Packer: Safety is a Variable
Although administrators have framed Dartmouth’s policies in terms of student safety, this is not the bottom line for the College. They calculate their decisions in the interests of the institution itself. I assume most readers already have an understanding of some of these interests, centered on things like institutional financial stability and college rankings. Last April, then-Dean of the College Charlotte Johnson responded to the criticism of College President Phil Hanlon during the Freedom Budget protests by characterizing the his primary responsibility as fundraising. Despite Hanlon’s newfound passion for student affairs, we have no reason to believe that his priorities have changed in the past few months.
As a result of the rational perspective of the institution, all inconspicuous campus issues are simply not a problem as long as they remain inconspicuous. The events that lead President Hanlon to decide the “Moving Dartmouth Forward” process was necessary were not the problems themselves, but their increased publicity. I don’t mean to imply that Dartmouth administrators do not care about the well-being of the students on a personal level, but rather that their positions require them to consider those concerns within the institutional framework.
The lack of transparency in this process has been criticized extensively, but an understanding of the disconnect between the goals of the process and the rhetorical goals allows us to comprehend the motivations for its secrecy. In President Hanlon’s speech on Thursday morning, for example, he said that the committee reached a researched conclusion that the eliminating Greek life would not reduce the identified problems. The necessary data to support this research, however, was not present in the “Moving Dartmouth Forward” presidential steering committee’s report.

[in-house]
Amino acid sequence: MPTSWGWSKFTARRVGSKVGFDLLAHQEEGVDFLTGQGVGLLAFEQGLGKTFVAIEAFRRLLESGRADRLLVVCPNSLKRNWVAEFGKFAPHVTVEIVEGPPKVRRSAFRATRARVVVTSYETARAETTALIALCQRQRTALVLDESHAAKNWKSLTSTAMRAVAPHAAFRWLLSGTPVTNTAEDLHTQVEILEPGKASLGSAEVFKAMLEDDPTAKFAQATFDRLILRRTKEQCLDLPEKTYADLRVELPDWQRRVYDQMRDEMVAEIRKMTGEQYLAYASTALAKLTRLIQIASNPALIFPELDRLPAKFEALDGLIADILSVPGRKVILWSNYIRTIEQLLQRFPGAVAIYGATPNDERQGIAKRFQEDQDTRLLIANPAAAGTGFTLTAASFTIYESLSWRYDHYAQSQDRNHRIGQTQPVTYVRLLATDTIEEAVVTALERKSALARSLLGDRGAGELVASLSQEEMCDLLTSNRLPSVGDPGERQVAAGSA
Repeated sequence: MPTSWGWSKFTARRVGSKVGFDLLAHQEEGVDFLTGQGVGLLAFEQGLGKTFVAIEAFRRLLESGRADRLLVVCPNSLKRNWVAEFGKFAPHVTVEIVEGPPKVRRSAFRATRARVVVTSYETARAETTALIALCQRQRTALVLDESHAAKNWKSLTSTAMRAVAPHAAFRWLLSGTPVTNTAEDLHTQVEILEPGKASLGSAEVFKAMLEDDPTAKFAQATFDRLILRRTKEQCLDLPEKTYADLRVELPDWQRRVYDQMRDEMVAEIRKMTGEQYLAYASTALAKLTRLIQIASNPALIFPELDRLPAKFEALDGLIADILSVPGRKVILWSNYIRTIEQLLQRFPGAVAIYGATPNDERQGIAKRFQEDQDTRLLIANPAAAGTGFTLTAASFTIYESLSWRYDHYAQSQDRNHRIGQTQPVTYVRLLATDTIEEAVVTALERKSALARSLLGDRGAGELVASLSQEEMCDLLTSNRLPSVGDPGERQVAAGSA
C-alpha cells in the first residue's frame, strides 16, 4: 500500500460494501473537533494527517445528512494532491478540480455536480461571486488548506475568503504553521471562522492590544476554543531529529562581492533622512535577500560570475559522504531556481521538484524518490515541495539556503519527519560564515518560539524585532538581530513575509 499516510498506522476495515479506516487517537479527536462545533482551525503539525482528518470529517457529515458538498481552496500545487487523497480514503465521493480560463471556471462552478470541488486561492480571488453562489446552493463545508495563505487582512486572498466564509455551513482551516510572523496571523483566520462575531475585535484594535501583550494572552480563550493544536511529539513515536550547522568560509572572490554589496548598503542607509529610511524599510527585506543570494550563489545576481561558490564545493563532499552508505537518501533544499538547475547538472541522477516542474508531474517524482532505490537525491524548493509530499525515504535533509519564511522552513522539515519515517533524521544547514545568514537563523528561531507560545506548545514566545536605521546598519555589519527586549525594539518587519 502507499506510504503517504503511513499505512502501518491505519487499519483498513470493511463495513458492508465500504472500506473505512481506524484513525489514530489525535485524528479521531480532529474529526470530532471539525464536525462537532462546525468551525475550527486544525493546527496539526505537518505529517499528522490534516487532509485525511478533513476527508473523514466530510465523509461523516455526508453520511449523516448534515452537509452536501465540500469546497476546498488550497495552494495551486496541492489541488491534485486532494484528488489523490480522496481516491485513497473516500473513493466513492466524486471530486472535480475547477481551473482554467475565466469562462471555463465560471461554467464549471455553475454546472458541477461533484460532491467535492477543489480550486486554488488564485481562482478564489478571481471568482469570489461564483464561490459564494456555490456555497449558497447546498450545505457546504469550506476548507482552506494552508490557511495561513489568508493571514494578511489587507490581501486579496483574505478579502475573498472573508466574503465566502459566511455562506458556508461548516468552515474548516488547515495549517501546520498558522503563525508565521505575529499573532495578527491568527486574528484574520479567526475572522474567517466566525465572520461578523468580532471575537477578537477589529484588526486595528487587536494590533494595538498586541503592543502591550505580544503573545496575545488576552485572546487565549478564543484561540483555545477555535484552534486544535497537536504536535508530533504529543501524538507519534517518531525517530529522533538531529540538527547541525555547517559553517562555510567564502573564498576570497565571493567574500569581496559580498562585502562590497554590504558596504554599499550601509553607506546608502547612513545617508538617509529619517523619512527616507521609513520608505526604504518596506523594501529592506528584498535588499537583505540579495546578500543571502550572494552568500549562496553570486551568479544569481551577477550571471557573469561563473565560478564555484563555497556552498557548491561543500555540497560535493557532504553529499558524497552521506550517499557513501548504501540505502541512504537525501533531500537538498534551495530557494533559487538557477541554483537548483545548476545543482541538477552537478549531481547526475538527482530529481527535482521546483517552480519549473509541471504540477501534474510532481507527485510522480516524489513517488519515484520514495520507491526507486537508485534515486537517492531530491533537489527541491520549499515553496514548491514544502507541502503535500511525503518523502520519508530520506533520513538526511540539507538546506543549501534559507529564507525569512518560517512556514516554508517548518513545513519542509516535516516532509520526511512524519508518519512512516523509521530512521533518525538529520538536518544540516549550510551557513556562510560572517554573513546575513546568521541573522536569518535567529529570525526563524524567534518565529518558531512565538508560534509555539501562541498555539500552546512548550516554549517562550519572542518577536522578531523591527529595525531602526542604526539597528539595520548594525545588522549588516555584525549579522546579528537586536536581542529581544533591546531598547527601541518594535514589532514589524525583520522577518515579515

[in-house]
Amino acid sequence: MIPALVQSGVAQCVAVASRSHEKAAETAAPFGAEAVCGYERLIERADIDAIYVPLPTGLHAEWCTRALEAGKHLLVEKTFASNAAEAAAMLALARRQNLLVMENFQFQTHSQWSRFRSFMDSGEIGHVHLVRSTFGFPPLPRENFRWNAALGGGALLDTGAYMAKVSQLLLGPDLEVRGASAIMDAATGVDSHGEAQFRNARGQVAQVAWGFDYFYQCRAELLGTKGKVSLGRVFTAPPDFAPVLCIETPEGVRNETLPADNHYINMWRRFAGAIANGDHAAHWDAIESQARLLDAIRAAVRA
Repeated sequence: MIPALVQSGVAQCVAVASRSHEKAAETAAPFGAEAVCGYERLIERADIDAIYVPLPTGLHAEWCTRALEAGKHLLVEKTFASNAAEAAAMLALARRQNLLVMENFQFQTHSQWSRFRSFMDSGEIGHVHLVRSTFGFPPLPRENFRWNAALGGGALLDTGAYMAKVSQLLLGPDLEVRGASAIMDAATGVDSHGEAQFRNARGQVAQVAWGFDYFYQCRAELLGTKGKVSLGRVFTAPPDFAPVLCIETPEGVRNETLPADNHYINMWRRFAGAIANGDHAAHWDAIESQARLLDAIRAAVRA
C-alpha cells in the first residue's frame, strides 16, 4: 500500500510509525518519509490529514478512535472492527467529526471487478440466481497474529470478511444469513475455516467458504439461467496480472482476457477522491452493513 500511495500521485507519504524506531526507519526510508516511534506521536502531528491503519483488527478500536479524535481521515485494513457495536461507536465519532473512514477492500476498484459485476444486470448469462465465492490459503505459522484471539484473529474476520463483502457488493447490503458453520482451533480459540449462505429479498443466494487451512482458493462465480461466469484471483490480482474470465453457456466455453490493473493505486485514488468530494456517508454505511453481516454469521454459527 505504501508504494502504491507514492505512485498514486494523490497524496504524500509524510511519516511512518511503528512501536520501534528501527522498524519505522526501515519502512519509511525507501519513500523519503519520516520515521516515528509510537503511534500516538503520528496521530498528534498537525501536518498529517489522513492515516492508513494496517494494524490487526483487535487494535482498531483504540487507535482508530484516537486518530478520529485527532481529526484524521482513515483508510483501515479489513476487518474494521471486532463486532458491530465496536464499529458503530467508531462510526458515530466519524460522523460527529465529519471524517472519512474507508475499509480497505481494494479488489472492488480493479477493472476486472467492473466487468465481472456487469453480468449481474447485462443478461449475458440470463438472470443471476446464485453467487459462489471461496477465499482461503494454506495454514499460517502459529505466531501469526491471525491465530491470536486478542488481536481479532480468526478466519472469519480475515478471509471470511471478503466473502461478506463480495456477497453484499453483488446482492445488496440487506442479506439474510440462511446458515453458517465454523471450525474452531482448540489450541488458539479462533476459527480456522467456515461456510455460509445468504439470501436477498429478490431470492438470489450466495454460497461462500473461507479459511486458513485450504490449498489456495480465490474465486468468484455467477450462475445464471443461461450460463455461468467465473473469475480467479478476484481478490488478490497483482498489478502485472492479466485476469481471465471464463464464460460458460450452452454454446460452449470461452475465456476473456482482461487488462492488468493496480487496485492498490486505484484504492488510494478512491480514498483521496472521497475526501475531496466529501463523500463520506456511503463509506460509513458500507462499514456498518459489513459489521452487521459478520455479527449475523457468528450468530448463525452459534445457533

Consider a hypothetical situation in which administrators, based on data, predicted that abolishing the Greek system would stop a certain number of sexual assaults a year. Administrators then consider the value of that reduction in sexual assault. Since the bottom line is the interests of the institution, I would anticipate that for the institution, these sexual assaults are only negative if they contribute negatively to the College’s image. I expect that administrators would then have to compare that cost versus the likely reduction in alumni donations and the potential drop in applicants attracted to the Greek scene. This perspective treats the situation much like an equation, in which the probability of a public case of sexual assault or major protest is weighed against the decline of alumni support. As long as that equation favors alumni support, the Greek system will continue to exist. Since I think the College views sexual assault as negative only in its publicity, this creates the perverse incentive to reduce the probability that it enters the public sphere, allowing more sexual assaults to happen before it becomes in their interest to accept the financial consequences of abandoning the Greek system. After such a decision, what do you imagine administrators would tell the public? If their perspective saw sexual assault as an equation, what would they do with their initial data?
This hypothetical situation designed to make you uncomfortable with the institutionalization of caring reveals when the need for secrecy may arise. As a result, I suggest that we not accept the claims of the administration, particularly President Hanlon’s claim that the identified problems persist at colleges “regardless of the history and intensity of the Greek scene.” Supporting such a strong claim would require some transparent scholarship, which the committee did not provide.
To affiliated students at Dartmouth who quietly believe that their organizations are the source of our woes but are waiting for change to come from above, don’t treat the results of the steering committee as reassurance that you are not the problem. In the debate about whether the Greek system should continue, the data-less suggestions of an institution whose ulterior motives are take precedence should not assuage your guilt.
Finally, I hope that students do not accept the status of their well-being as a variable and allow publicity stunts to substitute for progress on issues they regularly confront. To students who continue to assert that Dartmouth does not have any problems, please step up and let everyone know that you don’t want to “move Dartmouth forward.”
Ben Packer '17 is a guest columnist.